Editorial: Polling places at schools can be lesson in civics

  • Voters in a recent election wait in line to cast ballots at Bell-Graham School in Campton Township. Seeing adults voting at schools can be a good lesson in civics for students.

    Voters in a recent election wait in line to cast ballots at Bell-Graham School in Campton Township. Seeing adults voting at schools can be a good lesson in civics for students. Daily Herald File Photo

 
Posted3/27/2018 5:01 PM

The Daily Herald Editorial Board

A common refrain after Saturday's marches across the country by students was that they must do their part and vote when they are eligible.

                                                                                                                                                                                                                       
 

Indeed, no matter where you stand on the issue of guns and gun violence, voting is where change can be made or stopped.

And so it's not unreasonable to see value in having students made aware of elections by having polling places right in their own schools.

It's a good learning tool as long as measures are taken to keep the schools safe.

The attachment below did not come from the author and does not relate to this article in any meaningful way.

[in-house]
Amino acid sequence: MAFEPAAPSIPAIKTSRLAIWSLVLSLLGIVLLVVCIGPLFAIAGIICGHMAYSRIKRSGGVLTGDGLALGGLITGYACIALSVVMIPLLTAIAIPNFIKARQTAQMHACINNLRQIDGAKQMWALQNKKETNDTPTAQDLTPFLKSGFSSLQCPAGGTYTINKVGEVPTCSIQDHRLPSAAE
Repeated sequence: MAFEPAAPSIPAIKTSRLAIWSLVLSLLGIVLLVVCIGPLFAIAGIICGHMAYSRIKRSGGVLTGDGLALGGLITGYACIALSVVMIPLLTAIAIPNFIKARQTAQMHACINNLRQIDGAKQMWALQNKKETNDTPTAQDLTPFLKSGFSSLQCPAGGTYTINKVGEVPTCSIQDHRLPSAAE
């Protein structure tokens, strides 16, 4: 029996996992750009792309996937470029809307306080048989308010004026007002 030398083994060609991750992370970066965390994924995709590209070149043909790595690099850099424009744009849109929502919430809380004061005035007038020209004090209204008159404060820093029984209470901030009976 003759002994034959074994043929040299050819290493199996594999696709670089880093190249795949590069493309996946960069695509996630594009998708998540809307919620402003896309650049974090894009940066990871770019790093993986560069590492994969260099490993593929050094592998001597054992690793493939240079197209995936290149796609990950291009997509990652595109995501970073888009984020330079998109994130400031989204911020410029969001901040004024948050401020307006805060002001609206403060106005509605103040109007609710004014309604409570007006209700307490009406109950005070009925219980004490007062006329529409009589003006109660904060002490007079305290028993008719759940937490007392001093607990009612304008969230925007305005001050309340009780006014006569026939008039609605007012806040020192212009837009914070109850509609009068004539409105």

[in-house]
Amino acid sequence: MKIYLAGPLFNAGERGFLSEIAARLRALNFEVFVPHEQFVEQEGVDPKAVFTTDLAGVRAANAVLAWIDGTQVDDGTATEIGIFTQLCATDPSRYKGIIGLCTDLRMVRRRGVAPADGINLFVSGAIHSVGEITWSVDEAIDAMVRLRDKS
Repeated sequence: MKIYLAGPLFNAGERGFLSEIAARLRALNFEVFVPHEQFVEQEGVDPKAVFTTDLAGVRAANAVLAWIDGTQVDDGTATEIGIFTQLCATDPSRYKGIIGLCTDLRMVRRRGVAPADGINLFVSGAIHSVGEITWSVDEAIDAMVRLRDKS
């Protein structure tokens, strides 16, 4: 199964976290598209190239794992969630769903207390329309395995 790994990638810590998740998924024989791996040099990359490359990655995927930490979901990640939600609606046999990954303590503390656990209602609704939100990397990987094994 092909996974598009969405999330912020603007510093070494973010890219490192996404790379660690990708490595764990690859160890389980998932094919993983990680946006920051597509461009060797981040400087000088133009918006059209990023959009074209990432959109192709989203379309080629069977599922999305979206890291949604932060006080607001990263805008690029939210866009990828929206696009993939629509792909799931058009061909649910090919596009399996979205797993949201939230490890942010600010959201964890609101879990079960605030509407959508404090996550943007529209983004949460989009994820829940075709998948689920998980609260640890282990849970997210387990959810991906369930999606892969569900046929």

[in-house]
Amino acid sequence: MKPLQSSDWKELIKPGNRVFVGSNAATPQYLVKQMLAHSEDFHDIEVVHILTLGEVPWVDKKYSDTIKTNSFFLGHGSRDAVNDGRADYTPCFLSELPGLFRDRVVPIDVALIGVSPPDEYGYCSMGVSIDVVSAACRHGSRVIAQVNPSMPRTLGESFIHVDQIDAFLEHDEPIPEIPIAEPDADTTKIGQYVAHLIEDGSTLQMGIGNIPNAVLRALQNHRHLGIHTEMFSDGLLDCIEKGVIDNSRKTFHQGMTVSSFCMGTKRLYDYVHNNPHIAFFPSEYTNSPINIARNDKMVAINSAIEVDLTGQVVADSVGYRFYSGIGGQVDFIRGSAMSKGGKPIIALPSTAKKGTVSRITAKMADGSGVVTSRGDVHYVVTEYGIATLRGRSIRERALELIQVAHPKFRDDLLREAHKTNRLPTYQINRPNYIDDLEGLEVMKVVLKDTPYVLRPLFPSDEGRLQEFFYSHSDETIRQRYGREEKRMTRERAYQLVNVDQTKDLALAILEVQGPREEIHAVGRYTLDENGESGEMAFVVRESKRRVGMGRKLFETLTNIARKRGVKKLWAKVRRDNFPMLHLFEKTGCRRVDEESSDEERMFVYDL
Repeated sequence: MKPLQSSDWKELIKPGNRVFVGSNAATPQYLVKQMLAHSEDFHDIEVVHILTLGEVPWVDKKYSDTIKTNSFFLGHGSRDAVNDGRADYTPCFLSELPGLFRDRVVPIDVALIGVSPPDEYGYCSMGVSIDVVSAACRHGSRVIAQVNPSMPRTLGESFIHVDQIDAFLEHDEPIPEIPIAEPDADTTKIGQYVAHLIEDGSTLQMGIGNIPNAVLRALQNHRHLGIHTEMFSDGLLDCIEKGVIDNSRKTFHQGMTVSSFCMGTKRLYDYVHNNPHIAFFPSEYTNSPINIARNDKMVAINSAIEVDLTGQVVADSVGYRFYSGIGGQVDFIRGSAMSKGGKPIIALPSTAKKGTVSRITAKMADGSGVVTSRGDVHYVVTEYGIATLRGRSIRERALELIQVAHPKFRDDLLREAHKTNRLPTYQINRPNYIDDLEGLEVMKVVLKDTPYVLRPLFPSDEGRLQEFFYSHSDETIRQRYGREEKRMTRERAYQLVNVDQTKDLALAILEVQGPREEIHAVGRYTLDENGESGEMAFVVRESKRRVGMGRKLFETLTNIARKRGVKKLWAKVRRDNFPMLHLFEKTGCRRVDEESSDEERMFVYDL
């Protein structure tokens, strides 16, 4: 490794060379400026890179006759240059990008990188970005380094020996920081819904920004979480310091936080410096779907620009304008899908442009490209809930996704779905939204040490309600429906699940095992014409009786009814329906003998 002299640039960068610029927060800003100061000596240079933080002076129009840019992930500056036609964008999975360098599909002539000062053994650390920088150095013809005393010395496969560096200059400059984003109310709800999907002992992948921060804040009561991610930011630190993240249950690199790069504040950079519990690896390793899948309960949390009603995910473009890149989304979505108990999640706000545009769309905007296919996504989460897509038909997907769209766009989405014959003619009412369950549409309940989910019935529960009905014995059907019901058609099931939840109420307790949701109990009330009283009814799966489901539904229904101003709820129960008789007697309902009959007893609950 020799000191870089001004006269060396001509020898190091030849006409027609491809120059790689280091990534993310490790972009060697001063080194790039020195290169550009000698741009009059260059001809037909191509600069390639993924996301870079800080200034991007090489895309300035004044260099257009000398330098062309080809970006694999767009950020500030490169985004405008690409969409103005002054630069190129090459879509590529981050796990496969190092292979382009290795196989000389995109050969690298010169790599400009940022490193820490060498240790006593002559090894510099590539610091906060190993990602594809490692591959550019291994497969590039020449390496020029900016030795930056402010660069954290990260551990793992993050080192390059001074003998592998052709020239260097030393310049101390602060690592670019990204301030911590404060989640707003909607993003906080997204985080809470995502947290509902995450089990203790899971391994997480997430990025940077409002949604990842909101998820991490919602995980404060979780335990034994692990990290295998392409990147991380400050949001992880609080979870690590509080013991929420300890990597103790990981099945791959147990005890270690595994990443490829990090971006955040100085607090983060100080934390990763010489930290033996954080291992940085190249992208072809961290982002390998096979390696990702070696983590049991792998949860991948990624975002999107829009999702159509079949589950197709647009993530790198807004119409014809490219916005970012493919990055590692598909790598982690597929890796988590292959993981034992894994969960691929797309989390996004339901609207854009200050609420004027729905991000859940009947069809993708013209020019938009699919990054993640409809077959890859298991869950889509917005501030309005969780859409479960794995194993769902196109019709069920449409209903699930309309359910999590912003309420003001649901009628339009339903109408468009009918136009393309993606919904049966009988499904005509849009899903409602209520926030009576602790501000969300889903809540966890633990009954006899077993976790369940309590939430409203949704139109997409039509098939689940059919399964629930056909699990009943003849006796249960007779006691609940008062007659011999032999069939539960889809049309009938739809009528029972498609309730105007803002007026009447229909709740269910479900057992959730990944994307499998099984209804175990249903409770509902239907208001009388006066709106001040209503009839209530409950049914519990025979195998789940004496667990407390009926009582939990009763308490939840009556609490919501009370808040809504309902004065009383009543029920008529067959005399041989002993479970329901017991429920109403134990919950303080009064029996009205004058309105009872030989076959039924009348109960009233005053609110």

As staff writer Eric Peterson wrote in Tuesday's Daily Herald, there are many reasons schools have been chosen as polling places over the years: among them, size, visible location, adequate parking and accessibility for people with disabilities. But with safety concerns on people's minds, some believe it's time to move those polling places elsewhere.

We disagree with that notion and agree with Palatine-Schaumburg High School District 211 spokesman Tom Petersen, who said the district is happy to fulfill its civic duty providing polling places. He added that 18-year-old students have been able to learn about the democratic process firsthand by serving as election judges in the schools.

That's refreshing and important all at the same time.

Safety concerns, however, should not be discounted, and not every school will be a good candidate for a polling place. But where a separate door can be used by voters and the polling area cut off from the rest of the school, the option seems to make sense.

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Other districts choose to cancel classes on Election Day to make room for the polls while ensuring safety.

What isn't necessary is an overreaction by prohibiting polling places in schools as proposed late last year to the Illinois Association of School Boards by Naperville-Aurora's Indian Prairie Unit District 204. That district closes school on general election days in November. The IASB agreed to keep the decision-making at a local level, which is appropriate.

We remain sympathetic to school districts' call to get reimbursed by county election authorities for any security costs. But we ultimately side with school board members across the state who, like District 211, say hosting polling places remains a good tool for teaching civics to students.

Downstate Harrisburg Unit District 3 board member Tom DeNeal put it best: "We should be teaching young people it is a privilege and right to vote, not an inconvenience," DeNeal said.

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